A tongue-in-cheek psycho movie in "Duo-vision." The entire feature employs the split-screen technique used in parts of Brian De Palma's "Sisters" that same year. As a handyman at a seacoast... See full summary »
Richard L. Bare
Hollywood action film star Rafe Stoker has sunk $130,000 of his own money into his own production, but can't find legitimate financing to complete the film. His mob-connected investor ... See full summary »
Matthew Crowe, a whoring, pot-smoking, wandering singer teams up with a tent-show preacher. The preacher recognizes Mathew's charisma, and together they collect big donations delivering ... See full summary »
Stock car racer Tommy Callahan is forced to join Pete Madsen's thrill circus after his blackouts cause a fatal accident that gets him thrown off the circuit. He shows Pete's daughter ... See full summary »
In this spoof of spy films, CIA agent, Kelly, is in Rio De Janeiro spying on a wealthy industrialist, David Ardonian, who secretly plans to turn the world sterile and repopulate it with his harem. UK spy, Susan Fleming, helps Kelly.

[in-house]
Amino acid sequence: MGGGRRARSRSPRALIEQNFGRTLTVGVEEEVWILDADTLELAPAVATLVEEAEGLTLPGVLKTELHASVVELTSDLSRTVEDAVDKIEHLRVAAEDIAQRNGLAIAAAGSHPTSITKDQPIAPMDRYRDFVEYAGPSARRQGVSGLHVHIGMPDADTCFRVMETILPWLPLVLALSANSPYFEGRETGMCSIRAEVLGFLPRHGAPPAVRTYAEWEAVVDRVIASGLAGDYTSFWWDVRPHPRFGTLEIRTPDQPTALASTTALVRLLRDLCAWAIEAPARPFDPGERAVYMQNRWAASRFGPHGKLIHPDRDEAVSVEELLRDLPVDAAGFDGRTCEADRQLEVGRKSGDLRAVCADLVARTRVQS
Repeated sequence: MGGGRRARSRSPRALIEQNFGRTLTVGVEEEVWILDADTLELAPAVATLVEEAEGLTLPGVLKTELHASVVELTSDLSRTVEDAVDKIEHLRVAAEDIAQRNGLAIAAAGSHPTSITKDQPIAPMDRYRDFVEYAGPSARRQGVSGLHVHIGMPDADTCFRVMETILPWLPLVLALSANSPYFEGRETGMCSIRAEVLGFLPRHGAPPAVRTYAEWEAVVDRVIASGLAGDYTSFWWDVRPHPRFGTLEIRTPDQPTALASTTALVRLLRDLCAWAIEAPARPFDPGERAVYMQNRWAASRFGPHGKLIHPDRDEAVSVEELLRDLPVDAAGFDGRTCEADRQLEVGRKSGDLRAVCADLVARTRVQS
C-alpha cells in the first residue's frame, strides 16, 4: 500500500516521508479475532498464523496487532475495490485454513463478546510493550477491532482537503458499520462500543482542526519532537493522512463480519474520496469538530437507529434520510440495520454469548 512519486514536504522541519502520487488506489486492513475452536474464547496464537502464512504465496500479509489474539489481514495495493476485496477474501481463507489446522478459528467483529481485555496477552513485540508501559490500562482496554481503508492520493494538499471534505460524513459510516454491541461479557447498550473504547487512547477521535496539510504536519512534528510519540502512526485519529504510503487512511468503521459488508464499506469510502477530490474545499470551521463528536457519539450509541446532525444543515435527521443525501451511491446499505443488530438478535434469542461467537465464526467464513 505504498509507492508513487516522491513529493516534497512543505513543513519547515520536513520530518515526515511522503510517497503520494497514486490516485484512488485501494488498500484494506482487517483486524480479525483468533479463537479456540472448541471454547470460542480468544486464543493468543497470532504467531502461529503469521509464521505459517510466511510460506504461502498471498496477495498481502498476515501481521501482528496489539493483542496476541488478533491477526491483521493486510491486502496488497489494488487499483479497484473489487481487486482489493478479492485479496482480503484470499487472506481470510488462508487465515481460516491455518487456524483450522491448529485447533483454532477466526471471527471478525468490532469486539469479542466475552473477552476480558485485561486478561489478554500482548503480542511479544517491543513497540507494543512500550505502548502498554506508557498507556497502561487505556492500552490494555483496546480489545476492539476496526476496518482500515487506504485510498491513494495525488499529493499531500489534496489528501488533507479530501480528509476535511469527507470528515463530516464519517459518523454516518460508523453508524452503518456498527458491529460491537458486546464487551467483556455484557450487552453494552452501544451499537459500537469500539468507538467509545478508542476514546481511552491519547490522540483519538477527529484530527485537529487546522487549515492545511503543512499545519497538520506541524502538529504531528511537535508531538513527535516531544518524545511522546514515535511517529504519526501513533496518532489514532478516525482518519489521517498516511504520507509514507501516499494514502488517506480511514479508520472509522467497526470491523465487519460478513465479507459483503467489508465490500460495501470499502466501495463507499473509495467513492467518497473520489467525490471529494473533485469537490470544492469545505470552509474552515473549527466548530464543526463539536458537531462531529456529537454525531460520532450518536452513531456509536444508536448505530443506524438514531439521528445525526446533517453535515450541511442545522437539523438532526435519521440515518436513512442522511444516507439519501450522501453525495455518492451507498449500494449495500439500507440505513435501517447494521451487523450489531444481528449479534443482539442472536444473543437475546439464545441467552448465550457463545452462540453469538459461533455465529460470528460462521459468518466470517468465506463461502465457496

The Nazis imprison an Italian general who was planning to switch sides and turn over his army to the Allied side. Allied headquarters sends a small, somewhat misfit group of soldiers to spring the general from prison and carry out his plans.Written by
Although producer/director Roger Corman is known for his "economical" pictures, this World War II actioner belies its $600,000 budget (small by conventional Hollywood standards, but an epic for Corman) and is a well-acted, tightly directed, enjoyable not-quite-so-little picture. The story of a group of misfit Allied soldiers sent to rescue an important Italian general who has been imprisoned by the Nazis, Corman makes good use of the Dubrovnik, Yugoslavia, locations and a cast consisting of much better actors then he usually got, especially Mickey Rooney, Stewart Granger and Henry Silva (in an outstanding performance as a taciturn, deadly killer who isn't quite as cold-blooded as he seems). Even Edd Byrnes is far less annoying than usual, and turns in a good job. The action scenes are very well handled, the picture looks much more expensive than its budget would indicate, and it actually garnered some of the best reviews of Corman's career up to that time, and deservedly so. It's a good one (and compares favorably to "The Dirty Dozen," which it preceded). Check it out.
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